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Old 04-27-2016, 12:24 PM   #1
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Battery charging voltage is low

The PD4045 installed in Jayfeather 19H does not deliver the required charging voltage to my battery. The roundtrip wiring resistance between the PD4045 and my battery is relatively high (~0.035 ohms). This amount of wire resistance causes a 0.7 Volt drop when drawing 20-amps. That amount of voltage drop (0.7 Volts) is significant when charging batteries. Has anyone else had this issue? I am considering the purchase of an external battery charger that I connect directly to the batteries. Thanks, -Mike
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Old 04-27-2016, 12:44 PM   #2
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Originally Posted by anditg View Post
The PD4045 installed in Jayfeather 19H does not deliver the required charging voltage to my battery. The roundtrip wiring resistance between the PD4045 and my battery is relatively high (~0.035 ohms). This amount of wire resistance causes a 0.7 Volt drop when drawing 20-amps. That amount of voltage drop (0.7 Volts) is significant when charging batteries. Has anyone else had this issue? I am considering the purchase of an external battery charger that I connect directly to the batteries. Thanks, -Mike
You could use an external charger, but I think you will find that to be a bit of a hassle. Better would be to find the caused of the voltage drop. Remember, since you see that drop when charging, you will also see a drop when running only off of batteries (IOW, boondocking), which could actually be a bigger issue. I would check ALL connections between the battery and the convertor. Including frame grounds, terminals, fuses, and wire sizes. Since it is a small trailer, it might even be possible to just run new larger wires between the battery and convertor.
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Old 04-27-2016, 01:35 PM   #3
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20 amps is a pretty high charging current are you sure the battery is any good? It sounds like you may have a shorted cell. What voltage are you actually seeing at the battery when it is charging?
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Old 04-27-2016, 02:10 PM   #4
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Try pulling your main 30 amp fuse by the battery.. let it sit for an hour or 2.... and take a voltage reading of the battery with no load on it.

The battery should be between 12.6 and 13.2 volts.

Then put put the fuse back in and take a reading with no charge controller just the TT load.

Then turn on the TT's charge controller on. What is the battery voltage.

If you have a large load on the battery, pull all your 12vdc fuses in the panel and start replacing them one at a time to see which one has a large load on it

The
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Old 04-27-2016, 02:15 PM   #5
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I would just run a 4AWG cable between the converter/charger unit and the battery. You will most likely add a second battery soon anyway... Having two batteries really make a difference when camping off trail...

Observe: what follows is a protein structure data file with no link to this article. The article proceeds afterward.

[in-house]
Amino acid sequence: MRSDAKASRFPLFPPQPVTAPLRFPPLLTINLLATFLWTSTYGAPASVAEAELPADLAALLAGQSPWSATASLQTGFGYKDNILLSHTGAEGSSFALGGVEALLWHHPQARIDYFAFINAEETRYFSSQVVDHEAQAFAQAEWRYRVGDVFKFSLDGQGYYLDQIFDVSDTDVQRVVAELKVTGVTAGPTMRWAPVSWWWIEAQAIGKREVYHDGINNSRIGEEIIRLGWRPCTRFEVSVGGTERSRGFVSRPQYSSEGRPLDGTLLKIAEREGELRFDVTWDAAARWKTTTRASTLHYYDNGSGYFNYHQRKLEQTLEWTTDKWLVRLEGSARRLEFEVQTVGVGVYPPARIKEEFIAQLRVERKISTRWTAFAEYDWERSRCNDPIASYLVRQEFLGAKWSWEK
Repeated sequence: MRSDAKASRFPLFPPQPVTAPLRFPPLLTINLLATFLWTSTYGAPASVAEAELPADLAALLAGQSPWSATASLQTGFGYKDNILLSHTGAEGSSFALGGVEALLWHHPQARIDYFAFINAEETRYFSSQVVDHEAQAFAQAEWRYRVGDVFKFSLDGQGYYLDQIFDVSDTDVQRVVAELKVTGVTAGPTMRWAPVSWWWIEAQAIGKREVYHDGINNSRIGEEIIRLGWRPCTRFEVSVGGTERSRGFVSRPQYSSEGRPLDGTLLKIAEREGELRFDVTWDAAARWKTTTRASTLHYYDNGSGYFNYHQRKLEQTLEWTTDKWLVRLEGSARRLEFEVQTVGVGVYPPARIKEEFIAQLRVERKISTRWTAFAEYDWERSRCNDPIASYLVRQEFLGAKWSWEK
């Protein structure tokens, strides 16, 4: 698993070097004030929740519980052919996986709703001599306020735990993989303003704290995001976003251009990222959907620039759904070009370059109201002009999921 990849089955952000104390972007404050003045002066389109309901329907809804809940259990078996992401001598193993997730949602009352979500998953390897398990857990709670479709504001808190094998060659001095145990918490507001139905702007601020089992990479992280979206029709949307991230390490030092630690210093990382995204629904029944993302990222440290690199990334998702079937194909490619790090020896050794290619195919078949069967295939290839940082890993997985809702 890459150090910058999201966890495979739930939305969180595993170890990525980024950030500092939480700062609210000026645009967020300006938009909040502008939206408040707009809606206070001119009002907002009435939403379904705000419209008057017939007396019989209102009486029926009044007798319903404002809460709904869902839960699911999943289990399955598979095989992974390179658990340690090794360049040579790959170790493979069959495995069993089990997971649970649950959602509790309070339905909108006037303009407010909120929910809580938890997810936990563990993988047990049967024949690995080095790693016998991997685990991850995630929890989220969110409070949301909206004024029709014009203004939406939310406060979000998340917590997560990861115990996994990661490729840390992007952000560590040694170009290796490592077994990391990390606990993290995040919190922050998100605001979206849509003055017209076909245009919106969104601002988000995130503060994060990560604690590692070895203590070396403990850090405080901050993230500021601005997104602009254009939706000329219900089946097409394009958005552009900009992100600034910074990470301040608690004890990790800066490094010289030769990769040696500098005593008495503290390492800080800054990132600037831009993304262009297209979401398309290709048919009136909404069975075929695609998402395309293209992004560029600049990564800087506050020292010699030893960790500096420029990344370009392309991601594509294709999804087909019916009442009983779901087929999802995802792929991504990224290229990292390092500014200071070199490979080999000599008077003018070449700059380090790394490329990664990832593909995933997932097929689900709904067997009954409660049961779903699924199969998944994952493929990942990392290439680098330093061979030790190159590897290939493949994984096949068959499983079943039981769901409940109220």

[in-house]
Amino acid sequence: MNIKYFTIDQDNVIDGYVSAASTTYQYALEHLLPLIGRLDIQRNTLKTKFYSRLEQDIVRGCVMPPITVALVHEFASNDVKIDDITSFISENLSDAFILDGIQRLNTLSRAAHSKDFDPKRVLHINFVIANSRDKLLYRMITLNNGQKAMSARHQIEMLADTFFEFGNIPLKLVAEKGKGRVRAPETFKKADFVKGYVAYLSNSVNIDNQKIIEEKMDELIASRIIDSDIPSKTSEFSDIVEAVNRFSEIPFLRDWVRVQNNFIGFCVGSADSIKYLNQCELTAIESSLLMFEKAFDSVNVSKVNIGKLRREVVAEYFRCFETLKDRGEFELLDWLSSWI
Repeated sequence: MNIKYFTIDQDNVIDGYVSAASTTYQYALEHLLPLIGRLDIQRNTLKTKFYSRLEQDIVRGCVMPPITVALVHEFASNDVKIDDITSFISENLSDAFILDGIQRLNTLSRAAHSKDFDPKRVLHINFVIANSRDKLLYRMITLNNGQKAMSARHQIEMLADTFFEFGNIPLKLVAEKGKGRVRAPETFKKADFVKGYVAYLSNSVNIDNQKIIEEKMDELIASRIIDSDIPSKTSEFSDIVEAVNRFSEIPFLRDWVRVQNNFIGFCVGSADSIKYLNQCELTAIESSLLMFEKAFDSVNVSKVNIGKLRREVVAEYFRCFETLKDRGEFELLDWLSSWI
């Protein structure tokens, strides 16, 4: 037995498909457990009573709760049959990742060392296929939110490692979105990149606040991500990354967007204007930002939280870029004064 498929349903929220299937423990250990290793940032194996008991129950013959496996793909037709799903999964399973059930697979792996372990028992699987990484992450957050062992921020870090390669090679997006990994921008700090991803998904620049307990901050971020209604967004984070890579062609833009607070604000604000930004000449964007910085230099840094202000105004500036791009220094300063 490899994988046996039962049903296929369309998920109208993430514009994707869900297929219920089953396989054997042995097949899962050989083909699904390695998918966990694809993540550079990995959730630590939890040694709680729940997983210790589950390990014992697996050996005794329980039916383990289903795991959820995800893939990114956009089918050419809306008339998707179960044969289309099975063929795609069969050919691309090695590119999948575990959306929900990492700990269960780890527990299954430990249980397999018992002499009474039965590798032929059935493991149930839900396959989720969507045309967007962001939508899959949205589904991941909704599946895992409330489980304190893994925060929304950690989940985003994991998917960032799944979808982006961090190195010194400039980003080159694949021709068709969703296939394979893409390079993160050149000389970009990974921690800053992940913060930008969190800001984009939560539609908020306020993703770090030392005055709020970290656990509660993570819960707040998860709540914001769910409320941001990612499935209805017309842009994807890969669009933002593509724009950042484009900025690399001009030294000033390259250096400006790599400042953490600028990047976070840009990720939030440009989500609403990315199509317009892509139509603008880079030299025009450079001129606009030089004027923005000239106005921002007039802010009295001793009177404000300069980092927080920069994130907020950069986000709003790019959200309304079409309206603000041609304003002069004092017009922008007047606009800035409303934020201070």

ANCOR Marine cable can be purchased in 25-foot spools from ebay sales stores for around $50. This cable is very flexible... Also get a couple of ANCOR type RING TERMINALS and once you figure out how long your cable needs to be you can take it any number of automotive stores and have the ring terminals crimped in place with weather tight adhesive heat shrink ends...

The three smart mode charging DC VOLATGE should be 14.4V-13.6V-13.2V... coming from your PD4045 with a capacity of 45AMPS DC Current. A typical battery fully charged state should read 12.6-7VDC...

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Old 04-27-2016, 04:18 PM   #6
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Thanks to all for the quick and great advice. I will check the connections and then probably install a #4 wire from the PD4045 to the battery. I will feedback any info I discover on the connections. -Mike
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Old 05-03-2016, 03:38 PM   #7
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I am finally finished diagnosing and partially remedying this voltage drop issue while charging the battery. I installed a 20-ft #6-AWG directly from the PD4045 to the battery box ... replacing the 10-ft 8-AWG + 10-ft 10-AWG that Jayco had installed. I also replaced the ground lug from the trailer frame to the battery negative.

I still have about 0.4 Volt drop when drawing a 20-amp charging current. This remaining voltage drop is primarily caused by the switch and the in-line fuse I have at the battery box. This voltage drop diminishes as the charging current falls off ... so I am thinking maybe it will not be a big problem ... it will slow the charging a bit ... but eventually the battery will see the full charging voltage ... and that might be OK.

The more interesting issue is that the PD4045 only gets switched to the full bulk charging voltage (14.4 Volts) when the battery voltage is <11.7 Volts. But I like to charge my batteries when the voltage falls below 12 volts. Fortunately I discovered that if I operate the electric tongue jack for a few seconds while plugging the trailer into the generator (or other power source) ... the battery voltage drops ... and the PD4045 switches on to the full 14.4 volts ... and stays at that level after stopping the electric tongue jack.

I may still purchase an external charger as a backup or for when I need quicker charging.

Thanks again to all for the advice, -Mike
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